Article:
('functionname' 'parameters' 'if' 'any')
(defn 'functionanme' ['parameters' 'if' 'any'] ('body'))
(defn hello ( (hello "world")) ;An arity can use another. ([who] (println "Hello " who)))
(defn hello [& who] (println "Hello " who) ;'who' can contain any number of parameters.
(fn ['parameters' 'if' 'any'] ('body'))
#(println "Hello " %) ;Equivalent to (fn [who] (println "Hello " who) #(println "Hello " %1 %2) ;Equivalent to (fn [who1 who2] (println "Hello " who1 Who2)) #(println "Hello " %&) ;Equivalent to (fn [& who] (println "Hello " who)
Note about defn
‘defn’ is a contraction of ‘def’ and ‘fn’, it creates an anonymous function and associates it with a symbol. The following expressions are equivalents:
(defn hello [who] (println "Hello " who)) (def hello (fn [who] (println "Hello " who)))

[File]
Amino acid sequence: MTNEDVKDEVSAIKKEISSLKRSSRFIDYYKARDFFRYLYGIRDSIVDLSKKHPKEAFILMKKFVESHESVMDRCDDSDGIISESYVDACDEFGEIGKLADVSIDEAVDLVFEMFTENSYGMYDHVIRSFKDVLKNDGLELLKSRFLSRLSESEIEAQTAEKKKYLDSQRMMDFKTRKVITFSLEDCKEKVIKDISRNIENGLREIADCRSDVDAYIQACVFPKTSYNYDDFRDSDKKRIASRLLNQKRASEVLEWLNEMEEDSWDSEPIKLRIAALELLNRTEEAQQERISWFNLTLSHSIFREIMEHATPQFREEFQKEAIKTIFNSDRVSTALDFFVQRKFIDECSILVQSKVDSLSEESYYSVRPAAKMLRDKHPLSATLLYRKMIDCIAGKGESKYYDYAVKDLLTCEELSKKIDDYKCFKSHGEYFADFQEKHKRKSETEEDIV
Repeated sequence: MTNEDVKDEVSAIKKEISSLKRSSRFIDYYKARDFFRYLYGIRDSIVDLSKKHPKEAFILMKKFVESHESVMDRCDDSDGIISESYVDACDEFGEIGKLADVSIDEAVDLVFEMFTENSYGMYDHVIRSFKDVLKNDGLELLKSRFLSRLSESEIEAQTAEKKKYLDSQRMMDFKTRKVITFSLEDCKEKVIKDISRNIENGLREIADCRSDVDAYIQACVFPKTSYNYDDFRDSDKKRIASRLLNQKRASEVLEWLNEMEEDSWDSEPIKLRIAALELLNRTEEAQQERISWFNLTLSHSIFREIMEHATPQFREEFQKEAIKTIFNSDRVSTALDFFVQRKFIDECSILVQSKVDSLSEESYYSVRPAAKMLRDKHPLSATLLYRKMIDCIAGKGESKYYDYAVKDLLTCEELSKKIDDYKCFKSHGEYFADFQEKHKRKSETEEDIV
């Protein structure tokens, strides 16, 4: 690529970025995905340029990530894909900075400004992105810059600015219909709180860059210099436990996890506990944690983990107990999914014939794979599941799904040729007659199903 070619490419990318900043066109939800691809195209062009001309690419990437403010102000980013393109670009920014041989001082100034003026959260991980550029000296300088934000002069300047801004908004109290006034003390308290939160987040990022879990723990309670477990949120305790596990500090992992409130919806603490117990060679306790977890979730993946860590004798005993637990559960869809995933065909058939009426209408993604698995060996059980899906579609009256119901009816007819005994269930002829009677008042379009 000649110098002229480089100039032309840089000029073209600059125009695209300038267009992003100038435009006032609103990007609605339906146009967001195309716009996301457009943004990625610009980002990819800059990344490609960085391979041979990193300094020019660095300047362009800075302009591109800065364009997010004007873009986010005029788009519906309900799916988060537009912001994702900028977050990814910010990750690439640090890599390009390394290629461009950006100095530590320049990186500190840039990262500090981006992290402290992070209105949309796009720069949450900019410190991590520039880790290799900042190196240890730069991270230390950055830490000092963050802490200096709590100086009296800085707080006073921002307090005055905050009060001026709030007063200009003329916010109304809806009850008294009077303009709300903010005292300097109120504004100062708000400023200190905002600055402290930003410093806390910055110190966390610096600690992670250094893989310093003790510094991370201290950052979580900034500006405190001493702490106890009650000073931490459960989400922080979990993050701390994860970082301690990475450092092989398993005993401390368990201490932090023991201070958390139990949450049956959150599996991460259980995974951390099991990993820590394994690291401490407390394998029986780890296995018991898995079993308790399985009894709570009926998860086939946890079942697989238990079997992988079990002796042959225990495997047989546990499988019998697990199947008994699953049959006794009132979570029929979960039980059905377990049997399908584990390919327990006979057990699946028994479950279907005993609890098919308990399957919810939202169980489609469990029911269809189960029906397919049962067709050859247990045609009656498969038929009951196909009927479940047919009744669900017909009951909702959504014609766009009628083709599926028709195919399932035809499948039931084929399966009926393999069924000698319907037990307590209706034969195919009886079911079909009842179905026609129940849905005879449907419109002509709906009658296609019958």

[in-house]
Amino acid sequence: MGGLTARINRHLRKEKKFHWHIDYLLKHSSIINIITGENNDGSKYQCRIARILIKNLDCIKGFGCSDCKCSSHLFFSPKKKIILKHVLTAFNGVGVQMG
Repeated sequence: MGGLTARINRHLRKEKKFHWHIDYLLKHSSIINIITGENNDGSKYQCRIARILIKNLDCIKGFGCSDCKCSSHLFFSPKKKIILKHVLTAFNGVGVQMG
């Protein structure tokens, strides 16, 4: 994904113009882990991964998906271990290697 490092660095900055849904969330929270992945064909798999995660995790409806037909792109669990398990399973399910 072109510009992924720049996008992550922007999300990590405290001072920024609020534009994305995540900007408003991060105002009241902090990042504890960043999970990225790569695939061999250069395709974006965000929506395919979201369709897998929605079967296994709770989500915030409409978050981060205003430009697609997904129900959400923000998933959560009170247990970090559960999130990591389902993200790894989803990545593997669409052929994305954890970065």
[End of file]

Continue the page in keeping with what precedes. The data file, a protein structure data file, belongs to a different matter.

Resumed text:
The ‘apply’ function call the given function with the given parameters, drawing the last needed ones from the list given as last parameter:
(apply 'functionname' 'param1' 'param2' ('param3' 'param4'))
Lexical scopes and closures
‘let’ binds symbols to values in a “lexical scope”. This associations exist only in the let context, and take precedence on the ones external to this context.
(let [x 1 y 2] (+ x y)) ;x and y only exist in the let.
(defn say [what] (fn [who] (println what who))) ;Closes over 'what'. (def sayHello (say "Hello")) ;'sayHello' is a closure. (sayHello "Blaise") ;Will print "Hello Blaise".
Interoperability with Java
Java can be called from Clojure:
(Widget. "foo") ;Instantiation. Equivalent to 'new Widget("foo") in Java. (.nextInt rnd) ;Calling an instance method. Equivalent to 'rnd.nextInt()' in Java. (.-field object) ;Accessing an instance field. Equivalent to 'object.field' in Java. (Math/sqrt 124) ;Calling a static method. Equivalent to 'Math.sqrt(124)' in Java. (Math/PI) ;Accessing a static field. Equivalent to 'Math.PI' in Java.
Java methods are not Clojure functions. They can’t be stored or passed as arguments. But they can be wrapped in functions if necessary:
(defn length [obj] (.length obj))